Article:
Aquino was assassinated on August 21, 1983, when he was shot in the head after returning to the country.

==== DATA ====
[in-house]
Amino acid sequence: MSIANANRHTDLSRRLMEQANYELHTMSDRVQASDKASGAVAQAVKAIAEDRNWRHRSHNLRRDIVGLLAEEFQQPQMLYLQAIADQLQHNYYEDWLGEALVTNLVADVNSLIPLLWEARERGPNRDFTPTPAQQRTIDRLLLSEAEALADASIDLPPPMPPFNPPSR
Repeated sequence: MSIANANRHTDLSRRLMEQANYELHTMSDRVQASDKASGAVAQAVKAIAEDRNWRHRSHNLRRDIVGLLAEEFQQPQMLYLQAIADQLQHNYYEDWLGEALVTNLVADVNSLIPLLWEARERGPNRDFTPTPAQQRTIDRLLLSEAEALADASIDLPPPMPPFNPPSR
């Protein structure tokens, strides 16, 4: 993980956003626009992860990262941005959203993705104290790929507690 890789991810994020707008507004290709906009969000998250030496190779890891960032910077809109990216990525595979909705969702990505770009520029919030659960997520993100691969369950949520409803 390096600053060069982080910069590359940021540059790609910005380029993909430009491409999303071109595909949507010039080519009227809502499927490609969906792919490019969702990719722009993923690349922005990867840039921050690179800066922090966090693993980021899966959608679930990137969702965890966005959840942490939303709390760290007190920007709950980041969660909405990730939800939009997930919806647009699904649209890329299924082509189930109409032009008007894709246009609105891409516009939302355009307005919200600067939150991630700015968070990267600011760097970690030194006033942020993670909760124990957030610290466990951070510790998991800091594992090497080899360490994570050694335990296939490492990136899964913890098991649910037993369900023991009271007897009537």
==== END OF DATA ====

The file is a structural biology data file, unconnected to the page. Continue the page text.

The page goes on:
More Details Hide Details At the time, bodyguards were assigned to him by the Marcos government. A subsequent investigation produced controversy but with no definitive results. After Marcos government was overthrown, another investigation found sixteen defendants guilty. They were all sentenced to life in prison. Some were released over the years, the last ones in March 2009. Another man present at the airport tarmac, Rolando Galman, was shot dead shortly after Aquino was killed. The Marcos government claimed Galman was the trigger man in Aquino's assassination. Pablo Martinez, who was found guilty of Ninoy Aquino Jr.'s assassination but previously pinned the blame on Rolando Galman, accused Danding Cojuangco, cousin of his wife Corazon Cojuangco Aquino, as the master mind of the assassination while Marcos was recuperating from his kidney transplant. Aquino's body lay in state in a glass coffin. No effort was made to disguise a bullet wound that had disfigured his face. In an interview with Aquino's mother, Aurora, she told the funeral parlor not to apply makeup nor embalm her son, to see "what they did to my son". Thousands of supporters flocked to see the bloodied body of Aquino, which took place at the Aquino household in Times Street, West Triangle, Quezon City, for nine days. Aquino's wife, Corazon Aquino, and children Ballsy, Pinky, Viel, Noynoy and Kris arrived the day after the assassination. Aquino's funeral procession on August 31 lasted from 9 a.m., when his funeral mass was held at Santo Domingo Church in Santa Mesa Heights, Quezon City, with the Cardinal Archbishop of Manila, Jaime Sin officiating, to 9 p.m., when his body was interred at the Manila Memorial Park.